asked: “What are you laughing at?” But he saw that it was no longer
the Chief, but the dealer who had recently stopped at his house and
had told him about the land. Just as Pahom was going to ask, “Have
you been here long?” he saw that it was not the dealer, but the
peasant who had come up from the Volga, long ago, to Pahom’s old
home. Then he saw that it was not the peasant either, but the Devil
himself with hoofs and horns, sitting there and chuckling, and
before him lay a man barefoot, prostrate on the ground, with only
trousers and a shirt on. And Pahom dreamt that he looked more
attentively to see what sort of a man it was lying there, and he saw
that the man was dead, and that it was himself! He awoke horror-struck.
“What things one does dream,” thought he.
Looking round he saw through the open door that the dawn was breaking.
“It’s time to wake them up,” thought he. “We ought to be starting.”
He got up, roused his man (who was sleeping in his cart), bade him
harness; and went to call the Bashkirs.
“It’s time to go to the steppe to measure the land,” he said.
The Bashkirs rose and assembled, and the Chief came, too. Then they
began drinking kumiss again, and offered Pahom some tea, but he
would not wait.
“If we are to go, let us go. It is high time,” said he.
The Bashkirs got ready and they all started: some mounted on horses,
and some in carts. Pahom drove in his own small cart with his
servant, and took a spade with him. When they reached the steppe,
the morning red was beginning to kindle. They ascended a hillock
(called by the Bashkirs a shikhan) and dismounting from their carts
and their horses, gathered in one spot. The Chief came up to Pahom
and stretched out his arm towards the plain:
“See,” said he, “all this, as far as your eye can reach, is ours.
You may have any part of it you like.”
Pahom’s eyes glistened: it was all virgin soil, as flat as the palm
of your hand, as black as the seed of a poppy, and in the hollows
different kinds of grasses grew breast high.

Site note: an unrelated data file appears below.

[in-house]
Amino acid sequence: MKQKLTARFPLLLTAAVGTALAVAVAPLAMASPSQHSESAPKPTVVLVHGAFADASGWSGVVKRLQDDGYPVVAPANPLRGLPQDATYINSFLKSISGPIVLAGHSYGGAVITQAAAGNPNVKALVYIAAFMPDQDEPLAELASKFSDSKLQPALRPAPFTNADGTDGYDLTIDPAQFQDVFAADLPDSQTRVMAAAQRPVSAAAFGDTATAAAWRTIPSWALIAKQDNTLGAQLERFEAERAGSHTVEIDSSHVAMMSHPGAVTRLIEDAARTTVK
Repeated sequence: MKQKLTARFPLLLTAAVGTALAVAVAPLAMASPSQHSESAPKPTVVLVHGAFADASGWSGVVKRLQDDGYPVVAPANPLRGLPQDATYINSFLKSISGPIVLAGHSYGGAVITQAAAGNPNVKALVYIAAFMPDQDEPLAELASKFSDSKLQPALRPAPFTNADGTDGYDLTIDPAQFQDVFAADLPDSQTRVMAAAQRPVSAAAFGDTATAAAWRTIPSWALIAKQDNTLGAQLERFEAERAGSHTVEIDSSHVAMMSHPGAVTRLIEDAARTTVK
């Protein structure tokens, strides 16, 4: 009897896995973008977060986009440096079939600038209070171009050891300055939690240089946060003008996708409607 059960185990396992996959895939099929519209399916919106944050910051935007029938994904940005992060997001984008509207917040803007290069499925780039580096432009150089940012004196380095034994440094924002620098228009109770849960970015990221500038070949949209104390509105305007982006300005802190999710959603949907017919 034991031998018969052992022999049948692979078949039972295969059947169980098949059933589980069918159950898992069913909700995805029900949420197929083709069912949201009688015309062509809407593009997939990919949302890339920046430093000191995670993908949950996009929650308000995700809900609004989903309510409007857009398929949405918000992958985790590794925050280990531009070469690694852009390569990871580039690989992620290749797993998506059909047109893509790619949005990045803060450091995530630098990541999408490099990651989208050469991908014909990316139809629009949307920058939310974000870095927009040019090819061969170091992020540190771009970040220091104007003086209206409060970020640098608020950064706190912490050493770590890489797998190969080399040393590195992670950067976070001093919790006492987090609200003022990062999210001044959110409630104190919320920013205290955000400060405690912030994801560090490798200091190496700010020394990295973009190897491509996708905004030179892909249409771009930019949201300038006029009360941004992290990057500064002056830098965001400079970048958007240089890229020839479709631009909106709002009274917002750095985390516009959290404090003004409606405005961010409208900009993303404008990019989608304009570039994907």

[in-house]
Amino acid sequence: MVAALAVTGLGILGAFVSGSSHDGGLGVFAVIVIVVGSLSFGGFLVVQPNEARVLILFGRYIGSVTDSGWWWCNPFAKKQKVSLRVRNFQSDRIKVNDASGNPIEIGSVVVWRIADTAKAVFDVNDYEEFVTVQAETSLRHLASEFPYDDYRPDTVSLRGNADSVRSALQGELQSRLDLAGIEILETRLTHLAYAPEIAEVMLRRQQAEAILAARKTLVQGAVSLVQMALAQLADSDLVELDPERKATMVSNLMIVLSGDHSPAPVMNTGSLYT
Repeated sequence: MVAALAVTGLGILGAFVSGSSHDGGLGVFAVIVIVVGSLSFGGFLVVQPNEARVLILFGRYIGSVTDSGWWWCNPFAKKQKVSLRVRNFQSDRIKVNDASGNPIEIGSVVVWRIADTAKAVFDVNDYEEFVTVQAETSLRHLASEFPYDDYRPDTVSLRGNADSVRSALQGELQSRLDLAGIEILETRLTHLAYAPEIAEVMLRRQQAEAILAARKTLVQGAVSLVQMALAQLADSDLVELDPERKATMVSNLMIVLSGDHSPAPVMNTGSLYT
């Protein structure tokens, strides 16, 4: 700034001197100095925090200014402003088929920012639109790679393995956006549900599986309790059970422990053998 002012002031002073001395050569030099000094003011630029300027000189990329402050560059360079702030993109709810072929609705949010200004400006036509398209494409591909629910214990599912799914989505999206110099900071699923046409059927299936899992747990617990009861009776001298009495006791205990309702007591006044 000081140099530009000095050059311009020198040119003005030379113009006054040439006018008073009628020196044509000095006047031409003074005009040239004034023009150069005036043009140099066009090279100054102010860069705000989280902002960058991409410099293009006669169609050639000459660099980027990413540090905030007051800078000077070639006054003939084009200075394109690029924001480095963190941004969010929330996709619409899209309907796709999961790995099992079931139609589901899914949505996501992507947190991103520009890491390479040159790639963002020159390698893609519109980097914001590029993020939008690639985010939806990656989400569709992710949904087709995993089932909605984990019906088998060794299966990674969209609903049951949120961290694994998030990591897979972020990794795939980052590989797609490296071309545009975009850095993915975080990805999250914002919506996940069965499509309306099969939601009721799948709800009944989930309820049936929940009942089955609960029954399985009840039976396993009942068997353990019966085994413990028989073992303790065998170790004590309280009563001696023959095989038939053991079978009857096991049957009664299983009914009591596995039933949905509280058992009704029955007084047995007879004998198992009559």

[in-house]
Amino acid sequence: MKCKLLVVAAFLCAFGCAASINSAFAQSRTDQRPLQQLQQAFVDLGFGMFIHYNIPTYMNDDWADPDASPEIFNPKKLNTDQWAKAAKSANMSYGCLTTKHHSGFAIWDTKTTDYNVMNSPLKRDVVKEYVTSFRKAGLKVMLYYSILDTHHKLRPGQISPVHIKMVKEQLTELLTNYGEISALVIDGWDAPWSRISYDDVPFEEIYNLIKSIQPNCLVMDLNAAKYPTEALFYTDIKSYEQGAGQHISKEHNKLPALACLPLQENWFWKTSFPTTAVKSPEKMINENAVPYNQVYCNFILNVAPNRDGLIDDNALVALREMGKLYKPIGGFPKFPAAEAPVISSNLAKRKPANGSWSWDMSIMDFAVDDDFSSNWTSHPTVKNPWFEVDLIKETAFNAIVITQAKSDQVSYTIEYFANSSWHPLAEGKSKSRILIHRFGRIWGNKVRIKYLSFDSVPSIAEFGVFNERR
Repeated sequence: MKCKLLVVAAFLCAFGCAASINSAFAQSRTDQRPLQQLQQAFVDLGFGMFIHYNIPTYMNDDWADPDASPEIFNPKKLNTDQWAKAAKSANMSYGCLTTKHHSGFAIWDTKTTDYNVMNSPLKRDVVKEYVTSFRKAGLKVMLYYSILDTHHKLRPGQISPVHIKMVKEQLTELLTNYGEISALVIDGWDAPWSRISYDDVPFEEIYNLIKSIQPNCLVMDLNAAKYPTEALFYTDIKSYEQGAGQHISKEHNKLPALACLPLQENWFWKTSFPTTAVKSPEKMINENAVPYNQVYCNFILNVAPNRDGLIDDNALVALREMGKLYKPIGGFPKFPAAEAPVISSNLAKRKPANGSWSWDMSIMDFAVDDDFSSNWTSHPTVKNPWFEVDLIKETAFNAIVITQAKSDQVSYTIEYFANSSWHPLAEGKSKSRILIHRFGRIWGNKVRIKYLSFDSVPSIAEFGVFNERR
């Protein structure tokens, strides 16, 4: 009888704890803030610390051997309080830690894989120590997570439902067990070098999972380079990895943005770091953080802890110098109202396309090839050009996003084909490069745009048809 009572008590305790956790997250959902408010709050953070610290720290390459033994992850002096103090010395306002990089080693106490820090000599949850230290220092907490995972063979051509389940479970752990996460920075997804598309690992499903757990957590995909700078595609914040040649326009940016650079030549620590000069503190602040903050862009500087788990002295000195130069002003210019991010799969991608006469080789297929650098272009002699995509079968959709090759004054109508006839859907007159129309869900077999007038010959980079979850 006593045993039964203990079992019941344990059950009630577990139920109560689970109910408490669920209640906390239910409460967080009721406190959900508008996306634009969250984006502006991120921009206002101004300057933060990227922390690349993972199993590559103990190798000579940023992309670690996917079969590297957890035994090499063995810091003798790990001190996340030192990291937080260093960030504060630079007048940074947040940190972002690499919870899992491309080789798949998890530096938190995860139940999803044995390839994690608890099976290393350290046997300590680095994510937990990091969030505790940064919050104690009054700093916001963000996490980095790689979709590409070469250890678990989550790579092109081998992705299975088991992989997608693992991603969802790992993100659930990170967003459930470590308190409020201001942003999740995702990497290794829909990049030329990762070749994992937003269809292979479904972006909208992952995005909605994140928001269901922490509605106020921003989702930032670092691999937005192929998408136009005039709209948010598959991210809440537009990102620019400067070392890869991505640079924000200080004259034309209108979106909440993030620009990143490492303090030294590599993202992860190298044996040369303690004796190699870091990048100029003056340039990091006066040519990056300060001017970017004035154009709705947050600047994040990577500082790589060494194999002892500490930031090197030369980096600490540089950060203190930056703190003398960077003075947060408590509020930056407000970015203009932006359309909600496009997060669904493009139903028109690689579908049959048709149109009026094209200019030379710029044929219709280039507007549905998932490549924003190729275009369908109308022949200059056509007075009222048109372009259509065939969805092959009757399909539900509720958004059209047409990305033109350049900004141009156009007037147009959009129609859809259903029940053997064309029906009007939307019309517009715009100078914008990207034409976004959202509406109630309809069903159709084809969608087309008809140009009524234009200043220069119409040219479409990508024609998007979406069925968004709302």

The Chief took off his fox-fur cap, placed it on the ground and said:
“This will be the mark. Start from here, and return here again.
All the land you go round shall be yours.”
Pahom took out his money and put it on the cap. Then he took off
his outer coat, remaining in his sleeveless under coat. He
unfastened his girdle and tied it tight below his stomach, put a
little bag of bread into the breast of his coat, and tying a flask
of water to his girdle, he drew up the tops of his boots, took the
spade from his man, and stood ready to start. He considered for
some moments which way he had better go–it was tempting everywhere.
“No matter,” he concluded, “I will go towards the rising sun.”
He turned his face to the east, stretched himself, and waited for
the sun to appear above the rim.
“I must lose no time,” he thought, “and it is easier walking while
it is still cool.”
The sun’s rays had hardly flashed above the horizon, before Pahom,
carrying the spade over his shoulder, went down into the steppe.
Pahom started walking neither slowly nor quickly. After having gone
a thousand yards he stopped, dug a hole and placed pieces of turf
one on another to make it more visible. Then he went on; and now
that he had walked off his stiffness he quickened his pace. After a
while he dug another hole.
Pahom looked back. The hillock could be distinctly seen in the
sunlight, with the people on it, and the glittering tires of the
cartwheels. At a rough guess Pahom concluded that he had walked
three miles. It was growing warmer; he took off his under-coat,
flung it across his shoulder, and went on again. It had grown quite
warm now; he looked at the sun, it was time to think of breakfast.
“The first shift is done, but there are four in a day, and it is too
soon yet to turn. But I will just take off my boots,” said he to himself.
He sat down, took off his boots, stuck them into his girdle, and went on.
It was easy walking now.
“I will go on for another three miles,” thought he, “and then turn
to the left. The spot is so fine, that it would be a pity to lose
it. The further one goes, the better the land seems.”
He went straight on a for a while, and when he looked round, the
hillock was scarcely visible and the people on it looked like black
ants, and he could just see something glistening there in the sun.
“Ah,” thought Pahom, “I have gone far enough in this direction, it